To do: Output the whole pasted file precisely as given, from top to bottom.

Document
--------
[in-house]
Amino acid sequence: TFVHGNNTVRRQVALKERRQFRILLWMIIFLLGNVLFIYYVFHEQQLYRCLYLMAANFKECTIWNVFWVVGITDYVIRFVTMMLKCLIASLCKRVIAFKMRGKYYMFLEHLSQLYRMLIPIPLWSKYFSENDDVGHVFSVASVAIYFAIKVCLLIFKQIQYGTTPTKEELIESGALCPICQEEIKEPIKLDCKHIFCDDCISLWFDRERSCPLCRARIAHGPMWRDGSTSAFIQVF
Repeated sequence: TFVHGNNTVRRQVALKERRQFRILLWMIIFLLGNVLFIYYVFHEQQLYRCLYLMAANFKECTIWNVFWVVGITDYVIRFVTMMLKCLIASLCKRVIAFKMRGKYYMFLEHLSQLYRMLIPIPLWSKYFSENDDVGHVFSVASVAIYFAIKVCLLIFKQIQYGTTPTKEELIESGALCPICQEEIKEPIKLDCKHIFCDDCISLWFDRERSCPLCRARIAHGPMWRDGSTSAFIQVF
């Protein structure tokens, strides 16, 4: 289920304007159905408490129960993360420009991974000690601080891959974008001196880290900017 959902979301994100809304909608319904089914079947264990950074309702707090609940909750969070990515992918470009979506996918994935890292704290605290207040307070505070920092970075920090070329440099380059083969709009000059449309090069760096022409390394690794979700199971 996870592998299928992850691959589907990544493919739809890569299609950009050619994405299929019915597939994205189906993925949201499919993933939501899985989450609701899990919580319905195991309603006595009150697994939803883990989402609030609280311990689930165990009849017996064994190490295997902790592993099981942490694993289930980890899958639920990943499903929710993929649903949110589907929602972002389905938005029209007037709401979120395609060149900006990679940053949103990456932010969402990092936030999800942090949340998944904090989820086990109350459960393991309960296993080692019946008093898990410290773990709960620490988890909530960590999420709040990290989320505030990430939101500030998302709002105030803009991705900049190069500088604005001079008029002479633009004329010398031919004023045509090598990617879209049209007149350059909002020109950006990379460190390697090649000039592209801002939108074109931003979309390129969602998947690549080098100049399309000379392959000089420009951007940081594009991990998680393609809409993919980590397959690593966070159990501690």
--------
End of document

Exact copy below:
[in-house]
Amino acid sequence: TFVHGNNTVRRQVALKERRQFRILLWMIIFLLGNVLFIYYVFHEQQLYRCLYLMAANFKECTIWNVFWVVGITDYVIRFVTMMLKCLIASLCKRVIAFKMRGKYYMFLEHLSQLYRMLIPIPLWSKYFSENDDVGHVFSVASVAIYFAIKVCLLIFKQIQYGTTPTKEELIESGALCPICQEEIKEPIKLDCKHIFCDDCISLWFDRERSCPLCRARIAHGPMWRDGSTSAFIQVF
Repeated sequence: TFVHGNNTVRRQVALKERRQFRILLWMIIFLLGNVLFIYYVFHEQQLYRCLYLMAANFKECTIWNVFWVVGITDYVIRFVTMMLKCLIASLCKRVIAFKMRGKYYMFLEHLSQLYRMLIPIPLWSKYFSENDDVGHVFSVASVAIYFAIKVCLLIFKQIQYGTTPTKEELIESGALCPICQEEIKEPIKLDCKHIFCDDCISLWFDRERSCPLCRARIAHGPMWRDGSTSAFIQVF
């Protein structure tokens, strides 16, 4: 289920304007159905408490129960993360420009991974000690601080891959974008001196880290900017 959902979301994100809304909608319904089914079947264990950074309702707090609940909750969070990515992918470009979506996918994935890292704290605290207040307070505070920092970075920090070329440099380059083969709009000059449309090069760096022409390394690794979700199971 996870592998299928992850691959589907990544493919739809890569299609950009050619994405299929019915597939994205189906993925949201499919993933939501899985989450609701899990919580319905195991309603006595009150697994939803883990989402609030609280311990689930165990009849017996064994190490295997902790592993099981942490694993289930980890899958639920990943499903929710993929649903949110589907929602972002389905938005029209007037709401979120395609060149900006990679940053949103990456932010969402990092936030999800942090949340998944904090989820086990109350459960393991309960296993080692019946008093898990410290773990709960620490988890909530960590999420709040990290989320505030990430939101500030998302709002105030803009991705900049190069500088604005001079008029002479633009004329010398031919004023045509090598990617879209049209007149350059909002020109950006990379460190390697090649000039592209801002939108074109931003979309390129969602998947690549080098100049399309000379392959000089420009951007940081594009991990998680393609809409993919980590397959690593966070159990501690």